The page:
Anyway, I’m rambling a bit off my original topic. But that’s blogging, right?
“We spoke to Infrastructure Australia and their advice was that the most pressing road priority in Melbourne was the east-west link,” Mr Abbott told reporters in Frankston on Thursday.
“Now the Commonwealth government has a long history of funding roads. We have no history of funding urban rail and I think it’s important that we stick to our knitting, and the Commonwealth’s knitting when it comes to funding infrastructure is roads.”
– The Age
Perhaps the Federal Coalition has no history of funding urban rail, but the Commonwealth most certainly does.
Several urban rail projects are currently being built with Commonwealth funding:
Moreton Bay rail link (Qld) — $742m from the Commonwealth, $300m plus land from the Queensland government, and $105m from the local council.
Regional Rail Link (Vic) — which despite its name, is entirely within Melbourne, and will serve two new suburban stations at Tarneit and Wyndham Vale. $3.225 billion from the Commonwealth government, and about a billion from the state.
Perth City Link — is a sinking of one rail line in inner-city Perth, with $236 million of Commonwealth funding for rail infrastructure.
Not heavy rail, but certainly urban: the Gold Coast light rail project includes Commonwealth funding.
In recent times, other projects have gained Commonwealth funding. In Victoria alone there’s been $95 million from the Feds for inner-Melbourne rail freight upgrades, $30 million for level crossing upgrades (some in regional areas, some metropolitan), and $40 million for planning work for the Metro rail tunnel… with rumours today that the tunnel will get more funding, presumably if Federal Labor is re-elected.
Going back a few years, Melbourne’s Cranbourne line was upgraded and electrified in the 90s with money from the Commonwealth’s Building Better Cities scheme.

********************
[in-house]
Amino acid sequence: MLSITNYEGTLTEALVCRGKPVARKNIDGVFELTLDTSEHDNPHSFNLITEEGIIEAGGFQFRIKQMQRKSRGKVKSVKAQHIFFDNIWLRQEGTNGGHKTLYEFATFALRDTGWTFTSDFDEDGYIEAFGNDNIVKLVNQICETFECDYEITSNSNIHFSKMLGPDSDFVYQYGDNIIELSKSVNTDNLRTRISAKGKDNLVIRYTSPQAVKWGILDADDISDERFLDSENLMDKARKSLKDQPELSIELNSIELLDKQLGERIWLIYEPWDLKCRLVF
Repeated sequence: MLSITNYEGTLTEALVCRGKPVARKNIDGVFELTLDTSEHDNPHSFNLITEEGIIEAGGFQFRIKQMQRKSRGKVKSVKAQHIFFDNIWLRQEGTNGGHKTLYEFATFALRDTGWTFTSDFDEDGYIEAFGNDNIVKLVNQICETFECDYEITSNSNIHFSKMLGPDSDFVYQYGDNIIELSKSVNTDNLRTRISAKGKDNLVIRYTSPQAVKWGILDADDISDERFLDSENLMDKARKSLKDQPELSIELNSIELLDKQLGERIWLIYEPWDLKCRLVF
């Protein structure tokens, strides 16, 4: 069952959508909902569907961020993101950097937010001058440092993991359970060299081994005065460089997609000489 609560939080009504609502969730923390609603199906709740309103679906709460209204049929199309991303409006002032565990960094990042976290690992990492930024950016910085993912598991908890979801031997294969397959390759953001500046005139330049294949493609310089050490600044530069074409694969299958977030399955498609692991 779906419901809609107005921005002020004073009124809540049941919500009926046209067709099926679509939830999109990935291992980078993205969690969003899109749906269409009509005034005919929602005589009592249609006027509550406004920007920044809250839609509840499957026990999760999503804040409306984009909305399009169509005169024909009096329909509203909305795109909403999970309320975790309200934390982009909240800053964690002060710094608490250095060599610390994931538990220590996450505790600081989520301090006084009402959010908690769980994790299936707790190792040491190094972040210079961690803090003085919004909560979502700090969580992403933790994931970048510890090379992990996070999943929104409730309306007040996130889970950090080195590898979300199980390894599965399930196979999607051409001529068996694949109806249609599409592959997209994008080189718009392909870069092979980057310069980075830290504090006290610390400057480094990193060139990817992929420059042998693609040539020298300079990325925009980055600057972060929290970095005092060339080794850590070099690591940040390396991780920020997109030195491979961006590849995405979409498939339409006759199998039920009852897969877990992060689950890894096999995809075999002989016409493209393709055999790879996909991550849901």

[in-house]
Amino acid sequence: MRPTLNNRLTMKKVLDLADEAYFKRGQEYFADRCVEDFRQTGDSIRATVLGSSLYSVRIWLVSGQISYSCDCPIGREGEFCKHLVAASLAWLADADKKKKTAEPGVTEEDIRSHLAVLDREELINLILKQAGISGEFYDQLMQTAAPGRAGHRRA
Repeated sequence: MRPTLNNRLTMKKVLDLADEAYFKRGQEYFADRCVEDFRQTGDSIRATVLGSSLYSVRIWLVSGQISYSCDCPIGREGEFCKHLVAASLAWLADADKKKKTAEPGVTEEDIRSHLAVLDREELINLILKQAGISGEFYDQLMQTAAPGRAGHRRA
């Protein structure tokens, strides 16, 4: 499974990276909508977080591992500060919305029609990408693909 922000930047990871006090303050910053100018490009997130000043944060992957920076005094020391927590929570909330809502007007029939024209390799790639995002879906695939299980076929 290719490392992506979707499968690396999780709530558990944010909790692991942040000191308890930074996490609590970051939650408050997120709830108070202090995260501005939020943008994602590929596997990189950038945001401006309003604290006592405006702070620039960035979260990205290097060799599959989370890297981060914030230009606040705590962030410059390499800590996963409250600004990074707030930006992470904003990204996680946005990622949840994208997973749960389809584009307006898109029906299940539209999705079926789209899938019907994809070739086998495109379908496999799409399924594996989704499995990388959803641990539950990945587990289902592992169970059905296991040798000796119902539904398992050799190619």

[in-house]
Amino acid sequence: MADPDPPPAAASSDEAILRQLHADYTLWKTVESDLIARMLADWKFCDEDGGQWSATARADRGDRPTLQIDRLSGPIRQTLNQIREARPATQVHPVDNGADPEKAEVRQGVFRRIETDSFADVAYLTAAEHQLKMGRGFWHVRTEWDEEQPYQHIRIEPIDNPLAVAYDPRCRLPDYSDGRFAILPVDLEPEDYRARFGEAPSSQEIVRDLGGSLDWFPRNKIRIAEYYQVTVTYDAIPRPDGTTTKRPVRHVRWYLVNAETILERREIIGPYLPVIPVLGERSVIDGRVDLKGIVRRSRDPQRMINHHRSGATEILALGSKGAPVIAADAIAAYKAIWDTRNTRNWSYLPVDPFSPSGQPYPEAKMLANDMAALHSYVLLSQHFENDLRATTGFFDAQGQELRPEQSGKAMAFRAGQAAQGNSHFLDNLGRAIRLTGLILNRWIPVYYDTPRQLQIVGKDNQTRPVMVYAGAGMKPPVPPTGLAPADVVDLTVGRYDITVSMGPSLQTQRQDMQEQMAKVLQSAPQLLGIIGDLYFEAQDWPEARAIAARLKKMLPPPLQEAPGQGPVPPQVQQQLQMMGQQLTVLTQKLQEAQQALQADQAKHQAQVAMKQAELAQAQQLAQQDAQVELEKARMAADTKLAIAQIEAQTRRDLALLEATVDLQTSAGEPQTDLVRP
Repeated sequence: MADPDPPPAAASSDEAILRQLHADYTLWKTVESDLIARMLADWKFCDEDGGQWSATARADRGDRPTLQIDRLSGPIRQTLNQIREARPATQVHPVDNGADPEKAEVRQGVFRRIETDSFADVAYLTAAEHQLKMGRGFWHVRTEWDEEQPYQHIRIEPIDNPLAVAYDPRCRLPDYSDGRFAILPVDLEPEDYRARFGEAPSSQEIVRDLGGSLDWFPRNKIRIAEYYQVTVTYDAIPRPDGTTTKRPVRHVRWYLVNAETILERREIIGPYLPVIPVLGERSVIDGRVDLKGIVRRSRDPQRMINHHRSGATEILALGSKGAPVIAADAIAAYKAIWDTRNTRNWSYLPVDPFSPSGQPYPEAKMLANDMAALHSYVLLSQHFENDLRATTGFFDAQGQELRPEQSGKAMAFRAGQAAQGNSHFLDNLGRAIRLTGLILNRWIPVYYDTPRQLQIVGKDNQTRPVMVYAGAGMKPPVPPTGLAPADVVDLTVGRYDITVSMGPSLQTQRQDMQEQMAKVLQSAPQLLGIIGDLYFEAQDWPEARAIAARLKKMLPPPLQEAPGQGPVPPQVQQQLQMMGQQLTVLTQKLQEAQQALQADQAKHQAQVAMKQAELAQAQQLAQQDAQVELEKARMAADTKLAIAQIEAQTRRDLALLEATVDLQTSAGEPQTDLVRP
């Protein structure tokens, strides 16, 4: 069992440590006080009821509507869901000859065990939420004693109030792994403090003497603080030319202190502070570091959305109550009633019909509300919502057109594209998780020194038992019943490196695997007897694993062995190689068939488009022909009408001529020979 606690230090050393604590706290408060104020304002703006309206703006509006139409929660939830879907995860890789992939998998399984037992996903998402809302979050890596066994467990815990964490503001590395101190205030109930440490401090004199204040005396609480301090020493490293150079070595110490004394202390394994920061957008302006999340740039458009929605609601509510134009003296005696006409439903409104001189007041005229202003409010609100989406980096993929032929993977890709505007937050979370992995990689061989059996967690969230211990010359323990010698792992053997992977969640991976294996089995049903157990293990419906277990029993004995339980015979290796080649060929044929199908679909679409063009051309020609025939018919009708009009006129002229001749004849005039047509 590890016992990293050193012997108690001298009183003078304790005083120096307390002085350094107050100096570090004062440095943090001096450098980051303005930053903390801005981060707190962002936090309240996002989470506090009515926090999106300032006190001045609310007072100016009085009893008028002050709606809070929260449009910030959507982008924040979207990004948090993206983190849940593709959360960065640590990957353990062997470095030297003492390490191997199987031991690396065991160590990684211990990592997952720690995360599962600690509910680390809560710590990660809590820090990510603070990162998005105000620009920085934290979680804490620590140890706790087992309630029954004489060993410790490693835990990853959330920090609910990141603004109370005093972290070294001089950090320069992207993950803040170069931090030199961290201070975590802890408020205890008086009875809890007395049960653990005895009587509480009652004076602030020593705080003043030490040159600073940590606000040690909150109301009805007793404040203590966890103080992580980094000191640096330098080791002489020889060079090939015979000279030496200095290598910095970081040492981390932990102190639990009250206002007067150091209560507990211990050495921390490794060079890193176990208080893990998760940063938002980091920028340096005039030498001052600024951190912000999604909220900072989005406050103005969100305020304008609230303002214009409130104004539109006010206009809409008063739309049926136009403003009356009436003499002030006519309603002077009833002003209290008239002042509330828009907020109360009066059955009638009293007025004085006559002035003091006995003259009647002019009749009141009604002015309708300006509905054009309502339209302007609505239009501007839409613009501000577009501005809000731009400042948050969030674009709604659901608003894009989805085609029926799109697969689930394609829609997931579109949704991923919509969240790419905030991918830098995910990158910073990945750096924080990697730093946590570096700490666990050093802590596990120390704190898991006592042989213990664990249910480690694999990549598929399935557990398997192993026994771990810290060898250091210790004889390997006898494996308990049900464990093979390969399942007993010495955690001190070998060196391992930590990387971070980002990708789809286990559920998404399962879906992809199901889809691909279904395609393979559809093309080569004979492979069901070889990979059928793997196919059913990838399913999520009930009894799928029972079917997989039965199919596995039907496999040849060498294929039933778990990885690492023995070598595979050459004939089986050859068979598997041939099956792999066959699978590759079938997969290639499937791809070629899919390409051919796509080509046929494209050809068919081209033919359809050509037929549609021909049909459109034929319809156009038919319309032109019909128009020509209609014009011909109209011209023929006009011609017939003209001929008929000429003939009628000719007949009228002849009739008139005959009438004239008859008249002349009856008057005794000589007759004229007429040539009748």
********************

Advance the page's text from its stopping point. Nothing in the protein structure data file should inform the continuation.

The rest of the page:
Commonwealth funding was also used for the “4D” double-deck development train.
These are just the projects I found during a quick search around on Google last night. No doubt there are others.
Despite what Abbott thinks, the real distinction (which is more relevant to PT than to roads) is that the Commonwealth gives once-off funding. What they don’t generally do is recurrent funding — required to actually run public transport, but also required to maintain roads — in fact people often forget that the rough cost of roads maintenance is about 1% of the construction cost per year.
The Commonwealth can fund what they like
It might be convention for conservatives not to fund urban rail, but there’s no reason they can’t. It’s entirely up to them.
I think all but the most car-centric person would see that in modern growing cities, you can’t move everybody around by road — that rail, particularly in inner-city areas, is much more efficient.
Unfortunately unlike some of his Liberal colleagues (and unlike conservatives in such places as the UK), Tony Abbott does appear to be the most car-centric person.
It comes down to this: if you want more people on public transport, provide more public transport. If you want more people on the roads, build more roads. Abbott is clearly backing the latter.
In the 21st century, with car use waning and urban public transport booming, this is a regressive stance, and should make people think twice about voting for the Coalition in September.
Guess what? Another bug has been found in Myki.
(No, this is not an April Fool’s joke.)
You know how you can load a Pass (weekly, month, yearly etc) onto your Myki, and use it, and load a second Pass which won’t activate until the first one has finished?